Middle Eastern affairs: Exodus part II

WASHINGTON — Washington -- AS MIDDLE Eastern shouting matches go, the one last weekend at Blair House, the residence across from the )) White House, between Egyptian Foreign Minister Amr Moussa and Israeli Foreign Minister Shimon Peres was probably in the top 10, said one observer.

While their host, Secretary of State Warren Christopher, watched in pain, Messrs. Moussa and Peres ripped each other apart. Mr. Moussa told Mr. Peres that Israel had started the 1967 war, fulminated that Israel, with its nuclear weapons, still wanted to dominate the Middle East, and insisted that Israel was entitled to "normal" relations with Egypt, not a "special relationship."


Mr. Peres lashed back that Egypt was trying to "destroy" the peace process, and with a voice rising in anger told Mr. Moussa that before Egypt got the whole Arab world riled up about inspecting Israel's nuclear facilities, Cairo should inspect Iran's.

The hapless Russian observer at the session, Victor Posuvalyuk, listened to the shouting and said: "I thought relations between you two were more amiable."


Well, Victor, think again. There is a new rivalry for leadership of the Middle East, and it's between Egypt and Israel. Yes, 3,000 years after the Exodus, the offspring of Pharaoh and Moses are at it again.

Ever since Egypt signed its peace treaty with Israel in 1979, Egypt has worked to get more Arab states to make peace with Israel, primarily to ease Cairo's isolation in the Arab world for having been the first to walk the walk with the Jews.

Over time, though, Egypt discovered that its treaty with Israel was actually a source of status and money. Egypt became the interpreter and mediator between Israel and the other Arabs, and it became the Arab address through which the United States conducted its peace diplomacy.

And then came the handshake. Israel started dealing directly with Yasser Arafat. Israel signed a treaty with Jordan without either country consulting Egypt (which drove the Egyptians crazy). And lately Israel has been forging economic ties with the likes of Oman, Bahrain, Morocco and Tunisia without anyone dialing Cairo.

The Egyptians aren't amused. They know that an Israel at peace with the Arab world is actually more powerful than Egypt. It has more to offer technologically, it has better entree with the United States and, because Israel's economy is bigger than Egypt's, Syria's, Jordan's and Lebanon's combined, it will dominate any Middle East common market.

So Egypt struck back. It initiated an Arab crusade to pressure Israel to sign the Nuclear Nonproliferation Treaty, which meant Israel either had to reveal its bombs in the basement or risk alienation from its new neighbors. Then the Egyptians put together a summit in Alexandria, with Syria and Saudi Arabia, where they flashed a yellow light to other Arab states thinking about normalizing relations with Israel.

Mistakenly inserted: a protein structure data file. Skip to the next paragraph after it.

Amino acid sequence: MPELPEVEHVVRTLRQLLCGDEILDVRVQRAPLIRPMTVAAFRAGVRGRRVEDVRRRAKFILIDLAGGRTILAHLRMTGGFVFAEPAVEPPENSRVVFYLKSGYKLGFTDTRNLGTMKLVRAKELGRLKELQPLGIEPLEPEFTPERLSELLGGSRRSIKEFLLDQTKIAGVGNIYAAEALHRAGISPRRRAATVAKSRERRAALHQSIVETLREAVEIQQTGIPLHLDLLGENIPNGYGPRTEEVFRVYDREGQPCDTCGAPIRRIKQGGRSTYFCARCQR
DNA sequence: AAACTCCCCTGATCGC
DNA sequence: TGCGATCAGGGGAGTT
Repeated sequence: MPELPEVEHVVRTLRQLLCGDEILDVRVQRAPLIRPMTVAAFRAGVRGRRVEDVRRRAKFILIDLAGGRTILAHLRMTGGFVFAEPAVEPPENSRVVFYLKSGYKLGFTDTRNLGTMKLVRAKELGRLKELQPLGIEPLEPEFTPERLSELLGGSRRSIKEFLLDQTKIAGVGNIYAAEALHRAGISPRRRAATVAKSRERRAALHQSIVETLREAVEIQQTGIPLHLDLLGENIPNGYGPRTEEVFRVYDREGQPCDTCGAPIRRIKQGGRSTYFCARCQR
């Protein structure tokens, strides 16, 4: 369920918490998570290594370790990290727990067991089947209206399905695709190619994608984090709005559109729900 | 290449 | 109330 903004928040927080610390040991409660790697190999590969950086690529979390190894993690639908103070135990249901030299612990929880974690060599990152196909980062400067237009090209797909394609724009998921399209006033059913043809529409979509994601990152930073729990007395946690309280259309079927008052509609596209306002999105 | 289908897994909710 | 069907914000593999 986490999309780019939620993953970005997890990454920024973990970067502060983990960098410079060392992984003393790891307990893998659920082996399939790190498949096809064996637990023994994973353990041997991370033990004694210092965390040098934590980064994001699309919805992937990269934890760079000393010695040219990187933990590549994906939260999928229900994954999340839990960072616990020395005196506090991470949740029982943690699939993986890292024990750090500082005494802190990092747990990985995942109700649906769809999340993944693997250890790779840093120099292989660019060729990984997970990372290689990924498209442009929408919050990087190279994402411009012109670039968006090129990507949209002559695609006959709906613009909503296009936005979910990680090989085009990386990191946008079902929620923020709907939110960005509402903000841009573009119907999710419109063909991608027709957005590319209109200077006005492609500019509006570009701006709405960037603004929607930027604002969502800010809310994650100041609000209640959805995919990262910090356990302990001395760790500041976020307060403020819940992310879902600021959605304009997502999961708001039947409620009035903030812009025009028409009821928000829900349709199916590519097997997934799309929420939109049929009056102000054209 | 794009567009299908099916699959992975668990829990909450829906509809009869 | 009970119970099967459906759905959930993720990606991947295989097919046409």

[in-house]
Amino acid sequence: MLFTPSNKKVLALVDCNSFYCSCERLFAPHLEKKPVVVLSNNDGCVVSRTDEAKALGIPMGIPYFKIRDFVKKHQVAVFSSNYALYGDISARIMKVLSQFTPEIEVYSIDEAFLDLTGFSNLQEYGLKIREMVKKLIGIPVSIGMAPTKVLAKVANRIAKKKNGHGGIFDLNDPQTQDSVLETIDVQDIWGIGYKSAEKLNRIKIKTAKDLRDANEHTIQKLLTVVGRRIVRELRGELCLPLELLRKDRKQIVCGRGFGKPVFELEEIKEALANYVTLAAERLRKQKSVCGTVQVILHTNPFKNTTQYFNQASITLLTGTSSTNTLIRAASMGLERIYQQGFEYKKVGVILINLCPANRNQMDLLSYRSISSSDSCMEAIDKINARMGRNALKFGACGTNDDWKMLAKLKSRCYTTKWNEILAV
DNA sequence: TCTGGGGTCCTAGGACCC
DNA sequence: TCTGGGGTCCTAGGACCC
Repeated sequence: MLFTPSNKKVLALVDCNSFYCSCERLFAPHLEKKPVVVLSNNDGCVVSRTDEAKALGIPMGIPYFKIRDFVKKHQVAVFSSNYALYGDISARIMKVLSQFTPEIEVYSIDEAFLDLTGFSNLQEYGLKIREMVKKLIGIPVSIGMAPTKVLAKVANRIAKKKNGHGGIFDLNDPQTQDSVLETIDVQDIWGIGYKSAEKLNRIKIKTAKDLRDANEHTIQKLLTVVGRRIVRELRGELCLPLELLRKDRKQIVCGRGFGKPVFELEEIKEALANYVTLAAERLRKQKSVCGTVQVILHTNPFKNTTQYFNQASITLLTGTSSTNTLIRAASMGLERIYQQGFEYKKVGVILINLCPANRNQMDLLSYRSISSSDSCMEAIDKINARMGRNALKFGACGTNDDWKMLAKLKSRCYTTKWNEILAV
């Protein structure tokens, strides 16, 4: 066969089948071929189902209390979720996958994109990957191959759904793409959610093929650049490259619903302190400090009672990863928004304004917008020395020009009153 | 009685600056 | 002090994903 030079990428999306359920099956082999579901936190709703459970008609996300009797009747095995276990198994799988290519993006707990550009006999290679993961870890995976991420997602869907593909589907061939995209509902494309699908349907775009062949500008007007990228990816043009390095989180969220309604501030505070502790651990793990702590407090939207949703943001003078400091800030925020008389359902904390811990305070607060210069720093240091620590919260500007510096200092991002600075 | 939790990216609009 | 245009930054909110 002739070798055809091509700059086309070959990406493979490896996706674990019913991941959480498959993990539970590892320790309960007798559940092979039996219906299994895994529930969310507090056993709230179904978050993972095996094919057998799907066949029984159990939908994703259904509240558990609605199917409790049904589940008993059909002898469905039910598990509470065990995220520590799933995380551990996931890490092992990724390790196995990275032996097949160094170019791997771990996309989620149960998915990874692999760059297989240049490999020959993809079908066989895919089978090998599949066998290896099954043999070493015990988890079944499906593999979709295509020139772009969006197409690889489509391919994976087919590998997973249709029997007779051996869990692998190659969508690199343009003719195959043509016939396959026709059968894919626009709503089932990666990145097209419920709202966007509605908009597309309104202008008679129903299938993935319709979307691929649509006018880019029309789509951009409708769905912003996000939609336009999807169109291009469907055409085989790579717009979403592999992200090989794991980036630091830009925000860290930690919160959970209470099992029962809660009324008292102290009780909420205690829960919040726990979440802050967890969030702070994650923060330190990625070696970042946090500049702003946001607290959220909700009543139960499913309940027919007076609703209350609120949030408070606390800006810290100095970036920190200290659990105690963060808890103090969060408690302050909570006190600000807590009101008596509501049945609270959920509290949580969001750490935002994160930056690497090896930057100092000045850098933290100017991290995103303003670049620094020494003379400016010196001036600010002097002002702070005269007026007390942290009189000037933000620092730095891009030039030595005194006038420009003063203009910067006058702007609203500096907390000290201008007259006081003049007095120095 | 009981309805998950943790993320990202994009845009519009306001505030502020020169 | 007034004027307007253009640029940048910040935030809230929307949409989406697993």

After Israeli and U.S. complaints, the Egyptians hastily arranged a kiss-and-make-up summit in Cairo with Jordan, Israel and the ++ PLO, and then attended the Blair House session. But these were just 20-second timeouts, where the Egyptians and Israelis made nice for the cameras.

Egypt today is going through an identity crisis. It had hoped that peace would shrink Israel to its natural size. Instead, peace has made Israel larger -- by giving it diplomatic and economic opportunities in Asia and the Arab world that are making Jerusalem, not Cairo, the region's center of gravity.


But peace is making Egypt smaller than its natural size, because it is no longer inflated by its diplomatic role and must now compete with Israel and other Arabs as a real country.

Egypt has a choice: It can try to reassert its leadership by spoiling everything it helped to build. Or it can recognize that Egypt remains special, in its standing with the United States, the Arab world and Israel -- but just not as special as before -- and learn to live with a medium-sized diplomatic ego, instead of extra large.

Egypt today cannot afford the Nasser model, where it leads by fighting the West, and it cannot sustain the Sadat model, where it leads by bridging to the West. It will have to find a new model for a new era.

I don't know where Egypt's search for identity will lead, but I do know that the identity of the Middle East and the peace process will be heavily influenced by where it ends.

Thomas Friedman is a columnist for the New York Times.